Understanding a Commercial Real estate Lease Agreement: Tenant and Landlord Must Read This!

commercial real estate lease agreementAn agreement should always be something that benefits both side involved, yet when it comes to commercial leases, it often ends with one side feeling as though they have been burned. Oftentimes, in the haste to get a deal done, one of the two parties will capitulate on something that they feel strongly about, such as the length of the lease, and it usually comes back to haunt them at a later date. Both the tenant and the landlord want to get the best deal possible, but sometimes a little give and take can make for a perfect lease agreement that both side can happily live with.

There are a number of different things that need to be negotiated in order for things to go smoothly, but it all begins with the terms of the commercial lease. Both sides have to be willing to walk away if they cannot get this part of the lease sorted out. If the terms that both sides want are pretty far apart, there really is no reason why negotiations should continue. It is for this reason that a tenant should have a number of properties in mind when they begin negotiations with a landlord. Having all of your eggs in one basket often means taking a deal that is far from what you wanted.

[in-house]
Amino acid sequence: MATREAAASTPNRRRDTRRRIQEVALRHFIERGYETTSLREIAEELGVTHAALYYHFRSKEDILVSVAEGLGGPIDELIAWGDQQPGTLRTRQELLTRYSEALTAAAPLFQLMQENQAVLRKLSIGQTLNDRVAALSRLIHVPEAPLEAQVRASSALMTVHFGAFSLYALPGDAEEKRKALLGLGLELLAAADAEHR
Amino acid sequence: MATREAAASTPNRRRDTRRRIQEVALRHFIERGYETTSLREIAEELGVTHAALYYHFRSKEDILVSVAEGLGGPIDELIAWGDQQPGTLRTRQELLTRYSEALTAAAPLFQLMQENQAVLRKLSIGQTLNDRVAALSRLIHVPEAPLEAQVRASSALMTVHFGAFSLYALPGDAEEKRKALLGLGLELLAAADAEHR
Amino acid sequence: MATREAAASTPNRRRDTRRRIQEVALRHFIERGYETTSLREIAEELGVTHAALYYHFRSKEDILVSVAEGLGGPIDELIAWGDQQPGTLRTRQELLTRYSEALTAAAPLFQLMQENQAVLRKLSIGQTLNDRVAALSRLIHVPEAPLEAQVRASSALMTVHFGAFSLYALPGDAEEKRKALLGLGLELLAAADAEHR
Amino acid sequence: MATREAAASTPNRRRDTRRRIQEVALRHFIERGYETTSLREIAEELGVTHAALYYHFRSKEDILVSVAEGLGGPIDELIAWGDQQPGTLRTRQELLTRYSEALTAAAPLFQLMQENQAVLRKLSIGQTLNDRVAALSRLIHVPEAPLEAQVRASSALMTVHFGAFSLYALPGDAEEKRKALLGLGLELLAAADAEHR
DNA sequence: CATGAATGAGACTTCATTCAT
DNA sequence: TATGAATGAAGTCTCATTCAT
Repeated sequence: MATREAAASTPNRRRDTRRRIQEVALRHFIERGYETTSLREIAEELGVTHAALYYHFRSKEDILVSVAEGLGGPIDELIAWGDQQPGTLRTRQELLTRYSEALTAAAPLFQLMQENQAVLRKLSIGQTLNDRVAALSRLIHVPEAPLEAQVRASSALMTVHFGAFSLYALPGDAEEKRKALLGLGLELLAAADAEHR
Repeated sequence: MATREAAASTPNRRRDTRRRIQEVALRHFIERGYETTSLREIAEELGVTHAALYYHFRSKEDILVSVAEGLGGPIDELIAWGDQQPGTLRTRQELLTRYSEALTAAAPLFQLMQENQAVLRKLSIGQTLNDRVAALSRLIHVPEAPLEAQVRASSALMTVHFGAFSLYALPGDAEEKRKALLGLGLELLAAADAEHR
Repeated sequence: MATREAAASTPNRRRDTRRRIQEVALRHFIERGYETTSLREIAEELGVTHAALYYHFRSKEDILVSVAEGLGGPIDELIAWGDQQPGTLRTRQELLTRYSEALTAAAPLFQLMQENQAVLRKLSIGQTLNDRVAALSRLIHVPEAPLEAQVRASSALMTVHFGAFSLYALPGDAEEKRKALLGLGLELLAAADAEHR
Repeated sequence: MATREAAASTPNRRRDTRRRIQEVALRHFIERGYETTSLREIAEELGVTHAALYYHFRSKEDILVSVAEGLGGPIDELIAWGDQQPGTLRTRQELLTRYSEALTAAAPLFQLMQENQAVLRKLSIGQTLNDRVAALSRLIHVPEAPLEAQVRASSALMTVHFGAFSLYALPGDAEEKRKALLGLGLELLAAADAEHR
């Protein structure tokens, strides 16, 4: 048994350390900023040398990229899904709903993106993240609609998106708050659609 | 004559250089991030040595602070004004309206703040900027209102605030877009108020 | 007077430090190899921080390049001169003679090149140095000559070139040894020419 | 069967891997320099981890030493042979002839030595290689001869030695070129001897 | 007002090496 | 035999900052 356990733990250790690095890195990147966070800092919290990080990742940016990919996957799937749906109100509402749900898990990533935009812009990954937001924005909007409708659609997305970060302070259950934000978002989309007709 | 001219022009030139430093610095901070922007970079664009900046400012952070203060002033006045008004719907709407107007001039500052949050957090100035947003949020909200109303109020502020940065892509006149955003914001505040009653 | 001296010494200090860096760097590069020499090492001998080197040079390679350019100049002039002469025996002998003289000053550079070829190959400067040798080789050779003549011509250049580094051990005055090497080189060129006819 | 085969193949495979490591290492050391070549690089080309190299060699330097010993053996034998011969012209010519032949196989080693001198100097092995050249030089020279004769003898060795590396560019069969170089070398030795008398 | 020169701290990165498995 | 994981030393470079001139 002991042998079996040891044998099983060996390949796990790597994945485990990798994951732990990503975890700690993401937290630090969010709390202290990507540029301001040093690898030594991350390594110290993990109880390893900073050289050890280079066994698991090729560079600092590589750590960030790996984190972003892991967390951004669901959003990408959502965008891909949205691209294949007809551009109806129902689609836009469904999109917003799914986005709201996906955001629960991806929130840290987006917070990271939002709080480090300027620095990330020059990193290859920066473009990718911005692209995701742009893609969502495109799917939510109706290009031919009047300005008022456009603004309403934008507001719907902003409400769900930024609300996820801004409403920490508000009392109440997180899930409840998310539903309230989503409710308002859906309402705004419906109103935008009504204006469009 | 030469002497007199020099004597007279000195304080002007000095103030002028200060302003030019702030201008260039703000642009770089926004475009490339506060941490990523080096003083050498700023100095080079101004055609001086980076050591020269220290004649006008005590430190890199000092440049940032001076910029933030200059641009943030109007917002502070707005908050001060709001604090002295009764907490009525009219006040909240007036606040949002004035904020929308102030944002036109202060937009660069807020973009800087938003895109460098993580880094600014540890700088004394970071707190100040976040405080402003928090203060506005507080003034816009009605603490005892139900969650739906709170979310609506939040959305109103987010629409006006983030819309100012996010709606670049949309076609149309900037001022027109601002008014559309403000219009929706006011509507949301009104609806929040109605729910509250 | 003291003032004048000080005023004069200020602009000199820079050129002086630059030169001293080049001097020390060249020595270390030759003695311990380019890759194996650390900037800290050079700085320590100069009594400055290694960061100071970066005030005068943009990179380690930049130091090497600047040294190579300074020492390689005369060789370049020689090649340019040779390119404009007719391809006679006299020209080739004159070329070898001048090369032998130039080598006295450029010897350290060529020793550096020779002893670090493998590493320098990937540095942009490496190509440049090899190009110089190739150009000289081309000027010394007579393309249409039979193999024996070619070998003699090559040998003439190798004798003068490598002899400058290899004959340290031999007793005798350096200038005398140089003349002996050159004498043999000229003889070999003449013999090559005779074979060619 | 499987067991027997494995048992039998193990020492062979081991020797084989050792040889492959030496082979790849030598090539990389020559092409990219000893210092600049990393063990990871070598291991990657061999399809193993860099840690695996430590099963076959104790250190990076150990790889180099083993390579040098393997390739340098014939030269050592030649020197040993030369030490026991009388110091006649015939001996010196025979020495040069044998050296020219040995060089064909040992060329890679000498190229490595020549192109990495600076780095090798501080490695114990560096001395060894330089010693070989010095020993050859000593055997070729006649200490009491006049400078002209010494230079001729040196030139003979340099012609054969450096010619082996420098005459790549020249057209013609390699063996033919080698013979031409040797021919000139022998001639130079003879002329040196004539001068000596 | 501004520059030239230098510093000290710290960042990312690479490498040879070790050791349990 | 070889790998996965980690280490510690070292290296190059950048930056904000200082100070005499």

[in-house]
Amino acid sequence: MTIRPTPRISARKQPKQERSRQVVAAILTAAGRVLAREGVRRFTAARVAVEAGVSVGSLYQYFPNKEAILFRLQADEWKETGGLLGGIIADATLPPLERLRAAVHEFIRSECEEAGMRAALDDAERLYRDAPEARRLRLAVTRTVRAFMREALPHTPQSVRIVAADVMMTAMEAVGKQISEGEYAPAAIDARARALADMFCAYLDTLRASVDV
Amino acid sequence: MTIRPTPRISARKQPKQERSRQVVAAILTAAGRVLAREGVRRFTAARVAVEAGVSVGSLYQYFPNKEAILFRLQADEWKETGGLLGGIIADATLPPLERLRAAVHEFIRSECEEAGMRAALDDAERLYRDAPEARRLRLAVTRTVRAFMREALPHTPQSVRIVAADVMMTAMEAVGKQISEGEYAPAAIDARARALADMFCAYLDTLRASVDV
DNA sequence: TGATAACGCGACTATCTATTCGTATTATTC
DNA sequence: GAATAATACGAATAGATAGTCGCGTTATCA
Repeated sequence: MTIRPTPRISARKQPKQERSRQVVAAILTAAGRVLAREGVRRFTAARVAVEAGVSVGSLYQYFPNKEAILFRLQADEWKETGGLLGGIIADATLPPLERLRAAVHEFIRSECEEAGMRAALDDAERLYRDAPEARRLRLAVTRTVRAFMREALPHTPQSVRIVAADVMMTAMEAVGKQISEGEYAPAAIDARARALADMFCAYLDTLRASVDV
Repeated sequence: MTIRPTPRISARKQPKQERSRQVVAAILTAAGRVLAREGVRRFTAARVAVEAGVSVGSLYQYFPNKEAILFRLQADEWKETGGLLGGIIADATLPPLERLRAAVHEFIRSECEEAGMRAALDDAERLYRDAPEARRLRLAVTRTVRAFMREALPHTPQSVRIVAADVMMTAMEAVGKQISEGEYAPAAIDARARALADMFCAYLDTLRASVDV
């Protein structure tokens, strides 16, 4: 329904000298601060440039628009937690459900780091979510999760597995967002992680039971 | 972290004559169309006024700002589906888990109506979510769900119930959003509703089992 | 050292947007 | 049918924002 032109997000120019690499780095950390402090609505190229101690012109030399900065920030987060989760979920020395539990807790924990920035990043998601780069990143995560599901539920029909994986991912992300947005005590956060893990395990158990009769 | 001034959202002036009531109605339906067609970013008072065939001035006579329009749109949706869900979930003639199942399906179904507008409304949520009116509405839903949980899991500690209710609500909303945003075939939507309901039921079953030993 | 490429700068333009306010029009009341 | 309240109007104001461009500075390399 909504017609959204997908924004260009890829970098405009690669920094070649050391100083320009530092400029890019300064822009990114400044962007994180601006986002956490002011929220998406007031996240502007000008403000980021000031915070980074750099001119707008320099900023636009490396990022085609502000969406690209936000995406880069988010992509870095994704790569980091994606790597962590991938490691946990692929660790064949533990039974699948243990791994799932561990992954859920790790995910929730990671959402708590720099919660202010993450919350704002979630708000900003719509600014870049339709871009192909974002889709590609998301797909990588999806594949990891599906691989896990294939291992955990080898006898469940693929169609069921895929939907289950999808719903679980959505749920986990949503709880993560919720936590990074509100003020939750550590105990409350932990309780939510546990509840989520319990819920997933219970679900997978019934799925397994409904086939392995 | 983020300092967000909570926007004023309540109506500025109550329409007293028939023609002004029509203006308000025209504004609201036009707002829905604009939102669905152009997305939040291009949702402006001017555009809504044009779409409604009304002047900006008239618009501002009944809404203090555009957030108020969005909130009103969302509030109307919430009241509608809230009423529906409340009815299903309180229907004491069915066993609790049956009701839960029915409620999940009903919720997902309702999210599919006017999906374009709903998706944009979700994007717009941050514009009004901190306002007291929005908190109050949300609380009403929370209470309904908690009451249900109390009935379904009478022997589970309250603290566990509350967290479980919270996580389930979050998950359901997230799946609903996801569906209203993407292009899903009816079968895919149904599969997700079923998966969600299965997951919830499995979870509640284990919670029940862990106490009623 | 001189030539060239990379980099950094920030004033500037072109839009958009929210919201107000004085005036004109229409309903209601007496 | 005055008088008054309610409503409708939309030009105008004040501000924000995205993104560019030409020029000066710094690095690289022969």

One the length of the lease and rent payments are agreed to, both sides than have to start digging a little deeper to make sure all of the details are suitable to both sides. What many people forget is that there are costs accrued over and above the rent, and someone has to pay for those. Who will be responsible for utilities? Will repairs and maintenance be handled by the landlord or tenant? These are just a few of the extra expenses that can very much have an effect on the monthly budget. There is no point in negotiating a low rent payment if the costs over and above that amount blow your budget out of the water.